Victorian Measham Bargeware Teapot with Acorn Finial c.1890s
An Unusually small Victorian ‘bargeware’ teapot, the baluster treacle glazed body with scroll spout and side handle, applied in relief with a band of mistletoe to neck, daisies and scrolls to body, the domed cover with an acorn finial.
Measham ware or Barge ware from Church Gresley, England. Lead-glazed earthenware, with thrown body, press-moulded handle and spout, and applied reliefs; painted with underglaze colours
7.5" (19cm) tall, 9.5" (24cm) across handle to spout. In very good condition - perfect except for chip to underside of lid rim
Working boatmen bringing narrowboats past Measham on the Ashby Canal in the East Midlands would order a specially-made teapot and collect it on their next run up the canal. They were often given as wedding presents and handed down through generations.
Measham Ware pots were also bought by Norkies - farm labourers from Suffolk and Norfolk who, after the harvest was in, went to Burton on Trent to work in the maltings etc. They had the fare for the train home retained by the breweries and, when they got home, they liked to present Measham ware to their mothers or sweethearts. Measham ware was made near Burton, at Church Gresley, Moira, Woodville, Swadlincote and Measham.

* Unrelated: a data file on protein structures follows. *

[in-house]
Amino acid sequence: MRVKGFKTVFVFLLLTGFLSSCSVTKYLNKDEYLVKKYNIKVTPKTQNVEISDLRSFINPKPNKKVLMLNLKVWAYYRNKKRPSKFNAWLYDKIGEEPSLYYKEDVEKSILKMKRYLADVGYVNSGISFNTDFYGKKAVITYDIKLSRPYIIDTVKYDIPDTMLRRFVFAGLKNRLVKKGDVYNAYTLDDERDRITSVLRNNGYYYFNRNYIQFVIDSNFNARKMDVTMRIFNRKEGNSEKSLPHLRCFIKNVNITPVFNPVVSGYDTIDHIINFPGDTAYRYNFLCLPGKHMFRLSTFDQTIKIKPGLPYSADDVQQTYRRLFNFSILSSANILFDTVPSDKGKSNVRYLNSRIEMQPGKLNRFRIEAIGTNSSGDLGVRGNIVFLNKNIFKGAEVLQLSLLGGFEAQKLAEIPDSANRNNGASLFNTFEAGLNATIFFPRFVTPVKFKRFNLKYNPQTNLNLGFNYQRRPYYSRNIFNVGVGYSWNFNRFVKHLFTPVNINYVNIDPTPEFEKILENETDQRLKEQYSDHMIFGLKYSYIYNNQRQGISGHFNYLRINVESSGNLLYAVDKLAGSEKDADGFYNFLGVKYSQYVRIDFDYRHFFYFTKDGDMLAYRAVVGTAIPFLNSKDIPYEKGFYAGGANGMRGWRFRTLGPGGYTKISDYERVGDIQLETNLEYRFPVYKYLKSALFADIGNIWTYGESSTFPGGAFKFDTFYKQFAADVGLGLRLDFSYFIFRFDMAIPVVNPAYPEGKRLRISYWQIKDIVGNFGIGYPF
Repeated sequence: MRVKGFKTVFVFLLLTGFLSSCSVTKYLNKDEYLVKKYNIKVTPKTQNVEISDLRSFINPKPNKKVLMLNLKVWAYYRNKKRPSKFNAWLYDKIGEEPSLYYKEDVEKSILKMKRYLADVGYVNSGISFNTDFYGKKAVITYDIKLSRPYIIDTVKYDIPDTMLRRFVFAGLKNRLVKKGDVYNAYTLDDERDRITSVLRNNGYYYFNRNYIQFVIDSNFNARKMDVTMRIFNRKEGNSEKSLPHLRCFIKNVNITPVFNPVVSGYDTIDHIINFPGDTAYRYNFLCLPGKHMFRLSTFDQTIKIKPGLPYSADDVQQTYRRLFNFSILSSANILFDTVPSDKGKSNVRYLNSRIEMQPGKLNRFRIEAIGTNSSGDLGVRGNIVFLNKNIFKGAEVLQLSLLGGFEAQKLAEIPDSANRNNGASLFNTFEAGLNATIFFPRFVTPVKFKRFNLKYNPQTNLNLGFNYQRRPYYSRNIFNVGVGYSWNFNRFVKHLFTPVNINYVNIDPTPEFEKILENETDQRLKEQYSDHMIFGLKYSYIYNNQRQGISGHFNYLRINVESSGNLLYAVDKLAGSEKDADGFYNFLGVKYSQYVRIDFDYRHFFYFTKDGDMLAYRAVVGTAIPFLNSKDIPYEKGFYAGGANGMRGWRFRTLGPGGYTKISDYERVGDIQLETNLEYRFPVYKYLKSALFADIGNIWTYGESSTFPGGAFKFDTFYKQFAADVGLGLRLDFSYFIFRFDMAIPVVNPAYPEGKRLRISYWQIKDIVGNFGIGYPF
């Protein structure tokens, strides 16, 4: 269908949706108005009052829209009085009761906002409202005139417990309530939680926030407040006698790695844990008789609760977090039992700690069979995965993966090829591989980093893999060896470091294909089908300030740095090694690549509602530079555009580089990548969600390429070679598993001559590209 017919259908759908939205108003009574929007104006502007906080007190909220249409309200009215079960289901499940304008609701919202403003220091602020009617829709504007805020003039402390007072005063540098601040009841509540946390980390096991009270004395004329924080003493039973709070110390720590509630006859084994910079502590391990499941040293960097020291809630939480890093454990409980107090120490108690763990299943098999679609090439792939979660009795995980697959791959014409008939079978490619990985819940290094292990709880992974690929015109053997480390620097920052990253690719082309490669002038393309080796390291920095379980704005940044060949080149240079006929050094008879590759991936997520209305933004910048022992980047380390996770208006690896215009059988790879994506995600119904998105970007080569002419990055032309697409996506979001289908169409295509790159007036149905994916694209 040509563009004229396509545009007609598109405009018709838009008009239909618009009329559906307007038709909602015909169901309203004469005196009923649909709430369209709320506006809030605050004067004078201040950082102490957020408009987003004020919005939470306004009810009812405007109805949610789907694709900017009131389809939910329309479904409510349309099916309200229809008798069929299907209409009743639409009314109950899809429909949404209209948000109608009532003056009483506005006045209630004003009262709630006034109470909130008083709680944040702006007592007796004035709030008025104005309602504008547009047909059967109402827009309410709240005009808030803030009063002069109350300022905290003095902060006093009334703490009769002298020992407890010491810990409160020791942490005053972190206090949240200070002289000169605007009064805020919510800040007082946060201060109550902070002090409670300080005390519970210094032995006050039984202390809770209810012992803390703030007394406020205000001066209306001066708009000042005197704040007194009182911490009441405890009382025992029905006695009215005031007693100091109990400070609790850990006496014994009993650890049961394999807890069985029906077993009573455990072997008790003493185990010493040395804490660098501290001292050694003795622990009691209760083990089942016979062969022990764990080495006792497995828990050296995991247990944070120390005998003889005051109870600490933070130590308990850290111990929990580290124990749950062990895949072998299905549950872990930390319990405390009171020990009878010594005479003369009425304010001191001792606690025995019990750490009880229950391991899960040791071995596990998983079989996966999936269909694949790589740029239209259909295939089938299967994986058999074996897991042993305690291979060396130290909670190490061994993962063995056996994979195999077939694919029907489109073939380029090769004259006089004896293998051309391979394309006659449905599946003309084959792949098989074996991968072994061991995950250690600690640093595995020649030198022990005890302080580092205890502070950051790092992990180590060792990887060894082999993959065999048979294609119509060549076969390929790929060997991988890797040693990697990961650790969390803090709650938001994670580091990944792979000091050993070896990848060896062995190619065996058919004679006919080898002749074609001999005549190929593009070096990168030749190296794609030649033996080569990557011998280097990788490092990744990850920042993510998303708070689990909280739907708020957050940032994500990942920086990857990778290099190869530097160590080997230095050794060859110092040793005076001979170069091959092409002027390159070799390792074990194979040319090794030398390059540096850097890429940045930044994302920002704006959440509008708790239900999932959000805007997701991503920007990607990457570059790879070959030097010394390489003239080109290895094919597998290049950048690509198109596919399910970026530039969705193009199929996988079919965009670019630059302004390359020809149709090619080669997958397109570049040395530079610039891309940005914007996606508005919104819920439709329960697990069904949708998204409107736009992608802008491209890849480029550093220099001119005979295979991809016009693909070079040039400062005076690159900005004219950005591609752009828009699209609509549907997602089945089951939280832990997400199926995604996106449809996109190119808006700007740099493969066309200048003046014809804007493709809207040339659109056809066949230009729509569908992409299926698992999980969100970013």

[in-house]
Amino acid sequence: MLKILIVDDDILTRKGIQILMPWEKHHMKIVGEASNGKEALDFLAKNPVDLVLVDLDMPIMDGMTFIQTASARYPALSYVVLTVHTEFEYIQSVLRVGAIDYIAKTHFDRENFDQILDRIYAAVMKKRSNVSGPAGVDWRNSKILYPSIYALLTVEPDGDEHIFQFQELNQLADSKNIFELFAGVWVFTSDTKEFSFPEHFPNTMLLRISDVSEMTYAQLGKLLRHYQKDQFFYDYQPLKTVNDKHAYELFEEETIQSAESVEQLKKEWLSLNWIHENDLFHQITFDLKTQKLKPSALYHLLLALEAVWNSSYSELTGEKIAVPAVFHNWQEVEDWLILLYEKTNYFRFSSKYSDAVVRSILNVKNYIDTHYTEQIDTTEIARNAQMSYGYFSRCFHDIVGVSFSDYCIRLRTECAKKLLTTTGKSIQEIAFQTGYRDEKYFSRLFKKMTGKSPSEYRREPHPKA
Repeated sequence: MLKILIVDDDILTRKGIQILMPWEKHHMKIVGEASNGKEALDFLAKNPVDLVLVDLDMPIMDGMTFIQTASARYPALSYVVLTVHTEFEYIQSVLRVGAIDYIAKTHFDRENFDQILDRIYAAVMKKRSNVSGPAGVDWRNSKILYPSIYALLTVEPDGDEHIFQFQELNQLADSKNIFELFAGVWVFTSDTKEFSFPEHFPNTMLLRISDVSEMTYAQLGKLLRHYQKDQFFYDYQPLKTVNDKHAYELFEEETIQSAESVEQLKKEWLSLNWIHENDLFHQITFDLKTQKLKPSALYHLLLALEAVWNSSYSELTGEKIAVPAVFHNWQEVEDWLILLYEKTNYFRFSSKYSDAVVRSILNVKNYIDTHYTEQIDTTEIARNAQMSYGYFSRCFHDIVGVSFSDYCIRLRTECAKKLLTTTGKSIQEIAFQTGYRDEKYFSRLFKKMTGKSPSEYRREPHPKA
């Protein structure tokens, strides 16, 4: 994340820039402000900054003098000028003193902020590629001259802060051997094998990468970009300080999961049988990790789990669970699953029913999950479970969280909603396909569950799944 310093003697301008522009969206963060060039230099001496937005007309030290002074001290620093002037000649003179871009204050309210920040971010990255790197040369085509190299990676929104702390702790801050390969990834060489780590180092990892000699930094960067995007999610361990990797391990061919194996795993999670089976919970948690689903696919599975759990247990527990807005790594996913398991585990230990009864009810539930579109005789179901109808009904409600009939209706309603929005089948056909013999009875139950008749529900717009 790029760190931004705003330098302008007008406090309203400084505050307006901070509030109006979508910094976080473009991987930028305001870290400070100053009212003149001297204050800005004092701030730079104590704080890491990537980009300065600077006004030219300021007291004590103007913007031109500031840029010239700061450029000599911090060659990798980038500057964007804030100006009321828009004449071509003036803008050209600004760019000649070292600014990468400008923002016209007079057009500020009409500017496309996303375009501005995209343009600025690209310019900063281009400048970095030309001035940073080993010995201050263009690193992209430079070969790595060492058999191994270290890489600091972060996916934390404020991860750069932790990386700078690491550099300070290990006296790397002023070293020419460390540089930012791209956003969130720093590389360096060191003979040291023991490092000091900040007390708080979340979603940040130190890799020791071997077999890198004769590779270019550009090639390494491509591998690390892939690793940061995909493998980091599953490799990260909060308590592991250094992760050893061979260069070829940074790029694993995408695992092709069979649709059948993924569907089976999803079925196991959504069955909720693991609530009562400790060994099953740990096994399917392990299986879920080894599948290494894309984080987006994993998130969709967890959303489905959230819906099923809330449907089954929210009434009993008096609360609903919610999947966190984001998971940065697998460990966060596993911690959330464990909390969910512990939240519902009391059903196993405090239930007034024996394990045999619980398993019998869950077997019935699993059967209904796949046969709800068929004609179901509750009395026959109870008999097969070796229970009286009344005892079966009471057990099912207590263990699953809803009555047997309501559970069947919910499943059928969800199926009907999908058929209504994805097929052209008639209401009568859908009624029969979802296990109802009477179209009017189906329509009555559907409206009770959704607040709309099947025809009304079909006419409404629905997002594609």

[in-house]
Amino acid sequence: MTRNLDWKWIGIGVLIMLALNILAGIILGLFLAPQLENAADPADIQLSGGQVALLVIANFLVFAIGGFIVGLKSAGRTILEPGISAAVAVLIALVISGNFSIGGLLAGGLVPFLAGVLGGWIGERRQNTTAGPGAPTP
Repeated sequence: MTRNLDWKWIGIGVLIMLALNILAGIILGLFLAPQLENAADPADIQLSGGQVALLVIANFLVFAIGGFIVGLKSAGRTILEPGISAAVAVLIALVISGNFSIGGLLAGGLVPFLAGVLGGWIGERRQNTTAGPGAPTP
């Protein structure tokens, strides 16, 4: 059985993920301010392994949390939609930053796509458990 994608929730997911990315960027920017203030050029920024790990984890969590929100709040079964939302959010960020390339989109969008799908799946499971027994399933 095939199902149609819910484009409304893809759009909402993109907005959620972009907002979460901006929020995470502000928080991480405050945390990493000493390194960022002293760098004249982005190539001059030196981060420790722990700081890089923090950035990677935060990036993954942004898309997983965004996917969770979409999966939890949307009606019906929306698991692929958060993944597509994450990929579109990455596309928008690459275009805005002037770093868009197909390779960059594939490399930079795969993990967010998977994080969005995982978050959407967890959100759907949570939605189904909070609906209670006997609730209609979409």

Traditionally associated with the canal people, Measham ware dates from the last quarter of the 19th century. Sometimes known as Rockingham ware, it was produced in Church Gresly and Woodville, the last know manufacture date being 1914. All kinds of tea and table ware were made in the characteristic dark brown glaze covered in shiny sprigs of flowers and birds. They were commissioned and sold by Mrs. Annie Bonas from her shop on the High Street.
The main pottery was Mason's. In the mid 1800s William Mason, a Derbyshire potter, started producing teapots with a walnut brown glaze in a design he called “Rockingham”. They were finished with brightly coloured decoration and often a motto or message which the buyer could specify.
In the late 1800s a shop near “Cut End” Measham started to sell them to boat crews and they became known on the canal network as Measham pots